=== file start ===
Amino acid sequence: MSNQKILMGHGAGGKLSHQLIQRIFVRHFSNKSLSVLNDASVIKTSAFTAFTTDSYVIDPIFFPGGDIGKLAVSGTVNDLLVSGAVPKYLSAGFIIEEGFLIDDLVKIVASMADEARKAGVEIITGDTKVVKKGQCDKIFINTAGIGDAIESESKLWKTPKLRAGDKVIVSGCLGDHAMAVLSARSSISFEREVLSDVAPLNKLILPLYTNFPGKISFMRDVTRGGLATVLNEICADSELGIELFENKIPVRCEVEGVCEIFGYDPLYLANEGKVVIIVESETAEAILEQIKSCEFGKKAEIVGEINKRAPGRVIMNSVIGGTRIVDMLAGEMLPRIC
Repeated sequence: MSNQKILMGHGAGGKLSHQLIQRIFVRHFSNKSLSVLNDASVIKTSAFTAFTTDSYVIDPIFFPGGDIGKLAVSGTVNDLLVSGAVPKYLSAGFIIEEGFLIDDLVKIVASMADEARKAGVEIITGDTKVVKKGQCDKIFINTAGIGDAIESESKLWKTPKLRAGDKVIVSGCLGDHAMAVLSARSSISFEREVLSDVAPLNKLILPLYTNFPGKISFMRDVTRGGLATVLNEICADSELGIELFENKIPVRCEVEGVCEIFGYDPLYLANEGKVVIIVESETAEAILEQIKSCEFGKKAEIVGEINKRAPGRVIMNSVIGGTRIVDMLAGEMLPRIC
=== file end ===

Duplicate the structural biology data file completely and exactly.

Amino acid sequence: MSNQKILMGHGAGGKLSHQLIQRIFVRHFSNKSLSVLNDASVIKTSAFTAFTTDSYVIDPIFFPGGDIGKLAVSGTVNDLLVSGAVPKYLSAGFIIEEGFLIDDLVKIVASMADEARKAGVEIITGDTKVVKKGQCDKIFINTAGIGDAIESESKLWKTPKLRAGDKVIVSGCLGDHAMAVLSARSSISFEREVLSDVAPLNKLILPLYTNFPGKISFMRDVTRGGLATVLNEICADSELGIELFENKIPVRCEVEGVCEIFGYDPLYLANEGKVVIIVESETAEAILEQIKSCEFGKKAEIVGEINKRAPGRVIMNSVIGGTRIVDMLAGEMLPRIC
Repeated sequence: MSNQKILMGHGAGGKLSHQLIQRIFVRHFSNKSLSVLNDASVIKTSAFTAFTTDSYVIDPIFFPGGDIGKLAVSGTVNDLLVSGAVPKYLSAGFIIEEGFLIDDLVKIVASMADEARKAGVEIITGDTKVVKKGQCDKIFINTAGIGDAIESESKLWKTPKLRAGDKVIVSGCLGDHAMAVLSARSSISFEREVLSDVAPLNKLILPLYTNFPGKISFMRDVTRGGLATVLNEICADSELGIELFENKIPVRCEVEGVCEIFGYDPLYLANEGKVVIIVESETAEAILEQIKSCEFGKKAEIVGEINKRAPGRVIMNSVIGGTRIVDMLAGEMLPRIC